Vaping was once marketed as a “safe alternative” to cigarettes and their by-products. However, developing evidence demonstrates that the safety profile of vaping products may not be as benign as previously believed. In addition, there are vaping risks and oral and overall health effects that are of particular concern to the teenager and twenty-something demographic who use such products. Dental hygienists and other health care professionals often refrain from discussing vaping with their clients either because it may be perceived as a sensitive topic or because they feel that they lack sufficient knowledge on the subject. The objective of this article is to provide an evidence-based starting point for dental hygienists so they can confidently address vaping with their clients. Early recognition and strategic intervention strategies are essential in developing efforts to maximize oral and overall health.

click here to read the rest of the article


Screening for Dental Infections Achieves 6-Fold Reduction in Dental Emergencies During Induction Chemotherapy for Acute Myeloid Leukemia

July 6th, 2020

Patients with newly diagnosed acute myeloid leukemia (AML) are at risk of infection, including odontogenic infections, during induction chemotherapy. It is unknown whether clinical dental screening to diagnose and treat odontogenic disease in these patients can reduce the incidence of dental emergencies.

Click here to read the rest of the Article 



Clearing the Air: Managing Aerosols in Dentistry during Covid 19

July 2nd, 2020

Dentalcorp's Vice President of Risk Management and Compliance, Julian Perez spoke with Dr. Howard Tenenbaum, Dentist-in-Chief, Sinai Health System, and Dr. Michael Glogauer, Chief of Dentistry, University Health Network (UHN) on managing aerosols in dentistry during COVID-19.

Click here to listen to the interview


Weekly Audiocast: Conversations with Dr. Glogauer

June 15th, 2020

Conversations with Dr. Glogauer is a weekly audiocast for oral health professionals.  Every week  Dr. Michael Glogauer, DDS, PhD, Dip. Perio, and Kim Ivan, RDH,  cover a wide range of important topics applicable to the oral health profession that is evidenced research.

About Dr. Glogauer
Dr. Michael Glogauer, DDS, PhD, Dip. Perio, has a periodontal practice, is professor at the University of Toronto Faculty of Dentistry and head of dental oncology at Princess Margaret Cancer Centre.

Conversations with Dr. Glogauer is brought to you by ODHA with support from Crest+Oral-B.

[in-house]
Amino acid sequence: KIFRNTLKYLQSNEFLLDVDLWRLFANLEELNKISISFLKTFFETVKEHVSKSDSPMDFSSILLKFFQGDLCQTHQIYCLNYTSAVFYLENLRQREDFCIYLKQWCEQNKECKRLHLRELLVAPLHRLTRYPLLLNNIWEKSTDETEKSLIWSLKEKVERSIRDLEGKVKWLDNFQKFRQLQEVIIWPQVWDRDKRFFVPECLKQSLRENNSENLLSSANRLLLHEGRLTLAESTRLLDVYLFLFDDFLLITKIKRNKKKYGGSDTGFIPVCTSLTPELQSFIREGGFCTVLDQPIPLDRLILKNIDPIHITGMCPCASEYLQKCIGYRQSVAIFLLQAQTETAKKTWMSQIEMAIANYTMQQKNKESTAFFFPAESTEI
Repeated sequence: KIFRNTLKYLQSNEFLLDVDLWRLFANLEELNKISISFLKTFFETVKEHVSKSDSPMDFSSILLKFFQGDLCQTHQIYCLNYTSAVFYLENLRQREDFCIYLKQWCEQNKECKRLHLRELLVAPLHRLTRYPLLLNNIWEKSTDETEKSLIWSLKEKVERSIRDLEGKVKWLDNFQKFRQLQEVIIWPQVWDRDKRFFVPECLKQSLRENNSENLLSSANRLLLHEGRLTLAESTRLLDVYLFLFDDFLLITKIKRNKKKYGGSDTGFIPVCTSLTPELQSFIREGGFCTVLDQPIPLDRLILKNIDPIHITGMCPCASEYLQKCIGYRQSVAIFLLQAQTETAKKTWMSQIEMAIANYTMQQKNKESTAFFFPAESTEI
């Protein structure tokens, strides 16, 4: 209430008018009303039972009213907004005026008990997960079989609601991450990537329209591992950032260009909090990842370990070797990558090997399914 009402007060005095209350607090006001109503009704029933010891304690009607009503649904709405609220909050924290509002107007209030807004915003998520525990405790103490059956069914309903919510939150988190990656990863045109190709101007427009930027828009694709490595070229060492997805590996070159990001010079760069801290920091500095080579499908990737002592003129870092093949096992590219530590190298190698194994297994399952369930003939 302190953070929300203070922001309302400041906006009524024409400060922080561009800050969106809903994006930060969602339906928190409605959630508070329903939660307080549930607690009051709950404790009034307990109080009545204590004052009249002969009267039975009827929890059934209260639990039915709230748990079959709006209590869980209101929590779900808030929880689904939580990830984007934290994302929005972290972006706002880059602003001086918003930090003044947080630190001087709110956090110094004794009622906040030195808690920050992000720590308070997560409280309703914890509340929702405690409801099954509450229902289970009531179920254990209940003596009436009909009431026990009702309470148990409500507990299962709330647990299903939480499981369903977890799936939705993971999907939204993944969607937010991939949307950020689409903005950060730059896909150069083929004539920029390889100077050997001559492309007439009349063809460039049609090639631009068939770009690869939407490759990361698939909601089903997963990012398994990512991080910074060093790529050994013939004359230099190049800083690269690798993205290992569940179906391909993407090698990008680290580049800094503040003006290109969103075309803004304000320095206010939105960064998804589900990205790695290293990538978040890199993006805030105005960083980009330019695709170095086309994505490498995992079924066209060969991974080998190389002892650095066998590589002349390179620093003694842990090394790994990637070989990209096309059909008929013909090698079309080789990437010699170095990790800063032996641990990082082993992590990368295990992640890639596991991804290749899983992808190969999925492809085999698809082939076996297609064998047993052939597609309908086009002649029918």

Episode 7: HPV and Oral Cancer 

Please click here to listen to the Interview 

Dental School Developing Rapid, Low-Cost COVID-19 Test

May 18th, 2020

 07 May 2020  Dentistry Today

Michael Glogauer, DDS, PhDMichael Glogauer, DDS, PhDPhoto by Jeff Comber

As dental practices prepare to reopen, clinicians will need to know if their patients have been infected with the COVID-19 virus. A simple mouth swab and rinse with testing technology adapted from the pap smear could provide an easy, low-cost, and rapid diagnostic tool, according to the University of Toronto.

Michael Glogauer, DDS, PhD, professor at the university’s Faculty of Dentistry and head of dental oncology at Princess Margaret Cancer Centre, is working with Sunnybrook Health Sciences Centre, North York General Hospital, Sinai Health Systems, and the University Health Network to research the viability of the platform.

The COVID-19 virus invades epithelial cells such as those lining the lungs. But these epithelial cells also are prevalent in large numbers in the mouth, especially on the tongue, where respiratory droplets are expelled. The virus binds to epithelial cells through ACE-2 receptors.

“It just so happens that the tongue expresses extremely high levels of ACE-2 receptors,” Glogauer said.

That makes the mouth, which is also one of the most easily accessible sites on the body, and ideal place for culling samples. Additionally, it doesn’t require any needles. And unlike the nose, there is no pain when people are swabbed.

“The tongue is a big net,” said Glogauer. “It will always be positive if an infection is present.”

Canada has launched detection platforms to fight COVID-19. Some proposed detection methods require specialized technology or equipment. Others, like the nasopharyngeal swab method, use certain chemicals for testing that are in short supply around the world.

But Glogauer says a testing platform already in use could make a significant difference in making COVID-19 testing more widely available: the pap smear.

“Pap smears show viral changes and inflammation in epithelial cells,” he said, adding that’s what technicians are hunting for with COVID-19.

The test also is routine and simple. Epithelial cells are scraped, mounted onto slides, stained, and viewed under a microscope. Tests cost approximately $30 each. Glogauer further said that laboratories across Canada could rapidly employ the platform.